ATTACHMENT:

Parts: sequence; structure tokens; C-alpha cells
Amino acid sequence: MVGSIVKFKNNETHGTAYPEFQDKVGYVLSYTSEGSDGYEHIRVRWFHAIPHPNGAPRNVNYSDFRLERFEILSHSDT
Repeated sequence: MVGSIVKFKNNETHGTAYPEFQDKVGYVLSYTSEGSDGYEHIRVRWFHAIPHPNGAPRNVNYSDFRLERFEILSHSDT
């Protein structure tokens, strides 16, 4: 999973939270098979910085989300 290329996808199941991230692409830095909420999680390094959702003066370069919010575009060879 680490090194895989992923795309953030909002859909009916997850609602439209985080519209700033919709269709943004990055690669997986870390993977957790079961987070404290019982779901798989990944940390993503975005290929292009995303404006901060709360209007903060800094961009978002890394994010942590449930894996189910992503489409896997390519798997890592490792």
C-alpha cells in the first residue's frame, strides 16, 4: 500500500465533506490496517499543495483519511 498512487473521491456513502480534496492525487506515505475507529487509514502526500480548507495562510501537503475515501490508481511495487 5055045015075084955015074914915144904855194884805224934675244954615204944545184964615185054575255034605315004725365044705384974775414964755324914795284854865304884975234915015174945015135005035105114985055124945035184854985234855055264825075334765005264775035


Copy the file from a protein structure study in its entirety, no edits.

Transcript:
Parts: sequence; structure tokens; C-alpha cells
Amino acid sequence: MVGSIVKFKNNETHGTAYPEFQDKVGYVLSYTSEGSDGYEHIRVRWFHAIPHPNGAPRNVNYSDFRLERFEILSHSDT
Repeated sequence: MVGSIVKFKNNETHGTAYPEFQDKVGYVLSYTSEGSDGYEHIRVRWFHAIPHPNGAPRNVNYSDFRLERFEILSHSDT
């Protein structure tokens, strides 16, 4: 999973939270098979910085989300 290329996808199941991230692409830095909420999680390094959702003066370069919010575009060879 680490090194895989992923795309953030909002859909009916997850609602439209985080519209700033919709269709943004990055690669997986870390993977957790079961987070404290019982779901798989990944940390993503975005290929292009995303404006901060709360209007903060800094961009978002890394994010942590449930894996189910992503489409896997390519798997890592490792």
C-alpha cells in the first residue's frame, strides 16, 4: 500500500465533506490496517499543495483519511 498512487473521491456513502480534496492525487506515505475507529487509514502526500480548507495562510501537503475515501490508481511495487 5055045015075084955015074914915144904855194884805224934675244954615204944545184964615185054575255034605315004725365044705384974775414964755324914795284854865304884975234915015174945015135005035105114985055124945035184854985234855055264825075334765005264775035